From India to Mars: The Voyage of #Mangalyaan
Many years ago, during my college days, I saw a magazine cover article on India’s space program. This was back when that country first started providing Earth-orbiting launch services shortly after that industry first began. It showed a man leading an ox-cart full of hay down a jungle road, back-dropped by a rocket launch.
Now Earth-orbiting satellites are a huge industry and India has become one of the fastest growing economies in the world. Their policies concerning debt mean that they have weathered the last couple of recessions better than most, but their leaders admit that they still have two populations, and one of those remains very poor. The conflict in Kashmir rages on as Islamic fundamentalists and Pakistan struggle to establish Shiria Law in the India’s Muslim-dominated North. The country is also uncivilized in several other serious ways that I would like to see reformed. Some look at India’s list of problems and say that they can’t afford a space program.
Earlier this week, the Indian Space Research Organization (ISRO) launched a Mars probe which some call MOM (for Mars Orbital Mission) or Mangalyaan. Earth’s oceans, Solar orbit and the Mars surface are littered with the bones of failed Mars spacecraft, so this probe still has a long way to go yet before anyone can call it an unqualified success. Be that as it may, each milestone achieved makes history and forges a new future for India. If it arrives in Mars orbit successfully, it will perform some new experiments that will add to the world’s knowledge-base regarding the atmosphere of Mars, though its primary mission is just developing and testing the capability to get there.
Here’s the thing. This knowledge-base of which I speak is not just some numbers on a computer printout somewhere, it resides in the expert-base and technical infrastructure of the country. The experience that they gain, the capabilities that they develop, and the reputation that they forge will be resources that other people the world over will need going forward. Knowledge is power, and power is position and opportunity and in the new space race that positioning is more valuable than gold. At a measly $69 Million U.S. for this mission, India is spending proverbial pennies on the dollar to possibly become the fourth Mars-capable country of the world.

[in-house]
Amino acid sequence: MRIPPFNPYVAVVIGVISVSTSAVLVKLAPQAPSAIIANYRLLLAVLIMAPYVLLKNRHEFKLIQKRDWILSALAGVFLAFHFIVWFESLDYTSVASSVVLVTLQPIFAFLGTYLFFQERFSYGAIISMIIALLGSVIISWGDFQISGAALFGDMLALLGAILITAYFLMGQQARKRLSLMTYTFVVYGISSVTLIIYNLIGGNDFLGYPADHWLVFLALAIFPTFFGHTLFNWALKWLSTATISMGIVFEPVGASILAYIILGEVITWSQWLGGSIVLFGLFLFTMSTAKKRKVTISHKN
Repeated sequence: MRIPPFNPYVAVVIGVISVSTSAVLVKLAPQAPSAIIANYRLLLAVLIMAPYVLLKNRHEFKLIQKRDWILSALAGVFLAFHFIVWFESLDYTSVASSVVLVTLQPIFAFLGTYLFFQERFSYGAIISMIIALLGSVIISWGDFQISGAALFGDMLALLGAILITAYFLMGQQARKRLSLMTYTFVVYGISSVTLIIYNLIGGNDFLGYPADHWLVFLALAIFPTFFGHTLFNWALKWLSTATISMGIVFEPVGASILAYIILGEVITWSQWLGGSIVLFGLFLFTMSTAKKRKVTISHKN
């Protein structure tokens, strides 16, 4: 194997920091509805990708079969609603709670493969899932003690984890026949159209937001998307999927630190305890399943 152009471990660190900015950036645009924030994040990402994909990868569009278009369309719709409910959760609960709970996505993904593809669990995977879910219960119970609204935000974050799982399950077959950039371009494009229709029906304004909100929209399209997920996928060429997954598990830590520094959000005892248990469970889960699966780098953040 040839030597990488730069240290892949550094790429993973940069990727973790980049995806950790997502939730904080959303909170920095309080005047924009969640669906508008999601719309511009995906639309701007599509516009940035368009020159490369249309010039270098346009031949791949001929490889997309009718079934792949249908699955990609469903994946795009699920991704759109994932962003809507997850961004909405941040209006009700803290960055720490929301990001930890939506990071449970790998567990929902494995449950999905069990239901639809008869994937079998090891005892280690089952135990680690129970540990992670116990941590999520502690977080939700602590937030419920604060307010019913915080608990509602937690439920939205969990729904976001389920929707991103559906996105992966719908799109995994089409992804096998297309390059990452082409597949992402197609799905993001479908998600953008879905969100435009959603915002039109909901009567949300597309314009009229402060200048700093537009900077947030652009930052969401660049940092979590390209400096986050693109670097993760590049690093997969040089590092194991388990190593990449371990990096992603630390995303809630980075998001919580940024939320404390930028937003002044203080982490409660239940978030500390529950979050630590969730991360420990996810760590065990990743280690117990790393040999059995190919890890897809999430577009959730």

That is the reality and anyone who thinks otherwise has blinders on. Even while Mars is still nothing more than a scientific interest, knowledge about how to get there already brings positive returns on investment. However, at some future, as yet unknown, date someone will discover something about Mars that is unique, valuable, and unavailable here on Earth. It is…well, I don’t know yet, but it will trigger a fervor that historians will later liken to the Gold Rush in the United States. Everyone with Mars experience will then become part of a new industrial revolution that will produce unimaginable wealth for the few infrastructures around the world that possess Mars expertise, and provide high-paying, high-tech jobs for millions of people. India wants to be one of those few, and rightly so.
I hope that their probe achieves Mars orbit. Such efforts cost such a small amount in comparison to their benefit. Kudos to India for investing in their future…spending money paying people who will build a hope for the country and its poor.
- Orbit of India’s Mars mission raised further (indiavision.com)
- Mars spacecraft orbit raised again (thehindu.com)
- India Successfully Launches Its Mars Orbiter (forbes.com)
- India Mars probe makes first burn (bbc.co.uk)
- Mars spacecraft’s orbit to be raised early tomorrow (thehindu.com)
- Liftoff! India’s First Mars Probe Launches Toward the Red Planet (space.com)